• Vaginal dryness
  • A low libido
  • Hot flushes
  • Night sweats
  • Depression
  • Anxiety

What are the symptoms of andropause?

Despite the gradual onset and effects of andropause, there are various symptoms that men can suffer from, including:

  • Depression
  • Anxiety
  • A low libido
  • Brain fog
  • A lack of energy
  • Mood swings
  • Hot flushes
  • Hair loss
  • Erectile dysfunction
  • Weight gain
  • Night sweats
  • Reduced muscle mass

How do menopause and andropause differ?

As mentioned above, there are a few main differences between these distinct conditions in men and women.

They occur at different levels

In menopause, the hormone levels decrease rapidly, and this sudden change in a woman’s body leads to numerous symptoms that signify the arrival of menopause. Andropause, on the other hand, occurs gradually over time, and it can be so slight that symptoms are not always apparent or are experienced a lot later in the process.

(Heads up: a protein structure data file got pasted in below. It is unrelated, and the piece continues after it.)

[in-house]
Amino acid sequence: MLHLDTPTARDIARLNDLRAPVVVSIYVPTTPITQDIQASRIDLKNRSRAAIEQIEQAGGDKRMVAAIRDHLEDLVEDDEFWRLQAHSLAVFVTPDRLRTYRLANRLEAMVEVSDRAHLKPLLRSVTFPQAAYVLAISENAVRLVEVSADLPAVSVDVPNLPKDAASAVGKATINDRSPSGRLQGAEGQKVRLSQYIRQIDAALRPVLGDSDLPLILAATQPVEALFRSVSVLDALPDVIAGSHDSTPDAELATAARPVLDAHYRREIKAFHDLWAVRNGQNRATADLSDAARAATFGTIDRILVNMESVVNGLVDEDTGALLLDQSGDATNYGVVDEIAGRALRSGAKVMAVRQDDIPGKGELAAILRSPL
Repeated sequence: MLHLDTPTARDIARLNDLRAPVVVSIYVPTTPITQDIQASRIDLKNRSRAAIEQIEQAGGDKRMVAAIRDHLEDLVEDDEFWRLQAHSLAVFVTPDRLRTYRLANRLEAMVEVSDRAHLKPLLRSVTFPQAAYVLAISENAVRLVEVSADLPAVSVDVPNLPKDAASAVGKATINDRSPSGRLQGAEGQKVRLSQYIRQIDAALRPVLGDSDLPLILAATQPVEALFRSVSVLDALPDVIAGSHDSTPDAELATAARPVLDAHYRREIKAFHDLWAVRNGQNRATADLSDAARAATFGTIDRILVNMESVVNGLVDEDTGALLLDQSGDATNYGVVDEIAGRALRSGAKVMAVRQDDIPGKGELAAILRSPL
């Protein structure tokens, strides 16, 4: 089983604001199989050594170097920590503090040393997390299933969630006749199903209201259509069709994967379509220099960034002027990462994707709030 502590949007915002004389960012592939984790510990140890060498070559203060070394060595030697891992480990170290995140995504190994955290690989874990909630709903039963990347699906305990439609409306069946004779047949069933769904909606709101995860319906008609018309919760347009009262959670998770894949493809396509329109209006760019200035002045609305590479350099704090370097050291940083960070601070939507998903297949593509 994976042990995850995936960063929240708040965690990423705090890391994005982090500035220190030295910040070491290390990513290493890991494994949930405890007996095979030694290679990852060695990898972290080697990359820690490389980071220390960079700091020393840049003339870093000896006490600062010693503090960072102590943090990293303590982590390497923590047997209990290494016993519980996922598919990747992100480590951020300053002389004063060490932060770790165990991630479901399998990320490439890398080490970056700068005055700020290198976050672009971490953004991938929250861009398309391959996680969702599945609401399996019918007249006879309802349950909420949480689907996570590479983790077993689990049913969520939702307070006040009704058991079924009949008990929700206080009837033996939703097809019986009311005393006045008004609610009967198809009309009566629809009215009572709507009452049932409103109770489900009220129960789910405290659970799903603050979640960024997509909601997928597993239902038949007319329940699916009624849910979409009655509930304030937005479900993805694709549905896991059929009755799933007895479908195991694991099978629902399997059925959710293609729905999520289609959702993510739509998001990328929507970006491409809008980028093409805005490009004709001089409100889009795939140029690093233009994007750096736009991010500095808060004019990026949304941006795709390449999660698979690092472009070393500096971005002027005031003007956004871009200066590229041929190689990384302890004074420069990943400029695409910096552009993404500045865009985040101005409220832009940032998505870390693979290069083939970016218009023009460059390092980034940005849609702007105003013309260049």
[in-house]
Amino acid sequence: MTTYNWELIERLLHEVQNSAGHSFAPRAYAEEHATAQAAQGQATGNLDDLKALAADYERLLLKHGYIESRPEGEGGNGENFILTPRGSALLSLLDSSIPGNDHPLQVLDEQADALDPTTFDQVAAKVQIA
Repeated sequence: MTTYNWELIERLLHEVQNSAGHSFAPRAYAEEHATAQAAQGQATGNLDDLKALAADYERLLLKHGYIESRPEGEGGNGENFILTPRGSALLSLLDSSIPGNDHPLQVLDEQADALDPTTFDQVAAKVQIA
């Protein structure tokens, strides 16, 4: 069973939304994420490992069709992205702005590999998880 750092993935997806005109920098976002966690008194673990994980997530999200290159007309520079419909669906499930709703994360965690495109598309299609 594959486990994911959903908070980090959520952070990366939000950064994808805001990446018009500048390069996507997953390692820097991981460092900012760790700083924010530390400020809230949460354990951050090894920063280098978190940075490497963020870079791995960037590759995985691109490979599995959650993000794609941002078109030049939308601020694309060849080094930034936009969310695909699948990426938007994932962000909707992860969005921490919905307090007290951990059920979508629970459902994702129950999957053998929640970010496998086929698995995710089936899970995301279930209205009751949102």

All women experience menopause, but not all men suffer from andropause

Menopause is a natural process that affects all women at some point in their lives. It typically happens between the ages of 40, which is considered to be an early age to have menopause, and 60, which is a late age to suffer from the condition. Andropause, however, doesn’t affect all men. Most men don’t have a significant enough decrease in testosterone levels to suffer from andropause.

Menopause leads to infertility — andropause doesn’t

As a woman’s reproductive hormones reduce to the point where ovulation and menstruation stop, the result of menopause is that the woman becomes infertile and can no longer have any children. Although men suffering from andropause have lower levels of testosterone, their fertility is not affected.

Ways to combat the symptoms of menopause and andropause

Once the signs of menopause and andropause are understood and recognized, steps can be taken to ease the symptoms a person may suffer. Medical advice can be sought from a doctor, or a more natural approach can be taken to relieve the symptoms.

Medical treatment